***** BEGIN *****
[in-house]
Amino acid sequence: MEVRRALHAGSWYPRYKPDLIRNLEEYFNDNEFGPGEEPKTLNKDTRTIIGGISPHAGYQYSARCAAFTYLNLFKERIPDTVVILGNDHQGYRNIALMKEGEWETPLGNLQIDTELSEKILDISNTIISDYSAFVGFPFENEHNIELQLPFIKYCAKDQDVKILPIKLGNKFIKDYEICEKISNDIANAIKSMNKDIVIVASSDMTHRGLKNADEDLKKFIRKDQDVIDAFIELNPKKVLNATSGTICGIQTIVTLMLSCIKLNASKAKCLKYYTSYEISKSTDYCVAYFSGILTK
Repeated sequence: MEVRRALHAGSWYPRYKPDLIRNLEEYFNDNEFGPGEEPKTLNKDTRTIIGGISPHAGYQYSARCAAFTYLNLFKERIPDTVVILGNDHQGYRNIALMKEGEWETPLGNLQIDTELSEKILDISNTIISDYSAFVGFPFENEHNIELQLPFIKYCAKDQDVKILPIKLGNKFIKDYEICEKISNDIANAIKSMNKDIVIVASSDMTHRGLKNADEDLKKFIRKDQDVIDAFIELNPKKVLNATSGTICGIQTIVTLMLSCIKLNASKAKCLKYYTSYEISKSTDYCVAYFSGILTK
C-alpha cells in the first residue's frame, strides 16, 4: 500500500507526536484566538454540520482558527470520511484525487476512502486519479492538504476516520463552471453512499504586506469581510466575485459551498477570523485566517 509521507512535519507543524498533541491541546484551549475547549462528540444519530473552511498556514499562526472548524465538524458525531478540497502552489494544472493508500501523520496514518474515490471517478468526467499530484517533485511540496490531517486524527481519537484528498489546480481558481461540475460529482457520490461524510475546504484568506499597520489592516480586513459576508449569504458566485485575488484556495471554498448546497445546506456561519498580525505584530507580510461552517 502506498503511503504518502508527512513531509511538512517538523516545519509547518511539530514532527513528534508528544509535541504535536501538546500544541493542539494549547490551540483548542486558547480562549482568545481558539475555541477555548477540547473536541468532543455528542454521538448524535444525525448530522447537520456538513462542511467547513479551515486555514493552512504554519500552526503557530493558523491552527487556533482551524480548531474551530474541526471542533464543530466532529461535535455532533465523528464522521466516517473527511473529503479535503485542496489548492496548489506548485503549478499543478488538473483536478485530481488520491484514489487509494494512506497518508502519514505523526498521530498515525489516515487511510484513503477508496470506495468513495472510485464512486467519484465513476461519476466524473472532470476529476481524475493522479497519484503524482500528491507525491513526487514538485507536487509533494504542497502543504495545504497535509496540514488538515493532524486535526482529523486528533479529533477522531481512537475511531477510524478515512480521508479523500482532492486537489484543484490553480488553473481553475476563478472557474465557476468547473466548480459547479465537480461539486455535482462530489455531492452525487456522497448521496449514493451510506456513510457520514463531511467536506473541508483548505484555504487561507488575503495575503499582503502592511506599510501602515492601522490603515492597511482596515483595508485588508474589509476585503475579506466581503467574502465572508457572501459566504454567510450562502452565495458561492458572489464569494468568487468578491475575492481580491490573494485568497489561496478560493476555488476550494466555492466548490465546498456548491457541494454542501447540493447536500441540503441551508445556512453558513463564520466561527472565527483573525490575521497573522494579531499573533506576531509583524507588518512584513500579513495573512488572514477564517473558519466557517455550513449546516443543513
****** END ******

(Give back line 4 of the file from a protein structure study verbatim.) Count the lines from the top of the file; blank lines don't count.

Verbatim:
C-alpha cells in the first residue's frame, strides 16, 4: 500500500507526536484566538454540520482558527470520511484525487476512502486519479492538504476516520463552471453512499504586506469581510466575485459551498477570523485566517 509521507512535519507543524498533541491541546484551549475547549462528540444519530473552511498556514499562526472548524465538524458525531478540497502552489494544472493508500501523520496514518474515490471517478468526467499530484517533485511540496490531517486524527481519537484528498489546480481558481461540475460529482457520490461524510475546504484568506499597520489592516480586513459576508449569504458566485485575488484556495471554498448546497445546506456561519498580525505584530507580510461552517 502506498503511503504518502508527512513531509511538512517538523516545519509547518511539530514532527513528534508528544509535541504535536501538546500544541493542539494549547490551540483548542486558547480562549482568545481558539475555541477555548477540547473536541468532543455528542454521538448524535444525525448530522447537520456538513462542511467547513479551515486555514493552512504554519500552526503557530493558523491552527487556533482551524480548531474551530474541526471542533464543530466532529461535535455532533465523528464522521466516517473527511473529503479535503485542496489548492496548489506548485503549478499543478488538473483536478485530481488520491484514489487509494494512506497518508502519514505523526498521530498515525489516515487511510484513503477508496470506495468513495472510485464512486467519484465513476461519476466524473472532470476529476481524475493522479497519484503524482500528491507525491513526487514538485507536487509533494504542497502543504495545504497535509496540514488538515493532524486535526482529523486528533479529533477522531481512537475511531477510524478515512480521508479523500482532492486537489484543484490553480488553473481553475476563478472557474465557476468547473466548480459547479465537480461539486455535482462530489455531492452525487456522497448521496449514493451510506456513510457520514463531511467536506473541508483548505484555504487561507488575503495575503499582503502592511506599510501602515492601522490603515492597511482596515483595508485588508474589509476585503475579506466581503467574502465572508457572501459566504454567510450562502452565495458561492458572489464569494468568487468578491475575492481580491490573494485568497489561496478560493476555488476550494466555492466548490465546498456548491457541494454542501447540493447536500441540503441551508445556512453558513463564520466561527472565527483573525490575521497573522494579531499573533506576531509583524507588518512584513500579513495573512488572514477564517473558519466557517455550513449546516443543513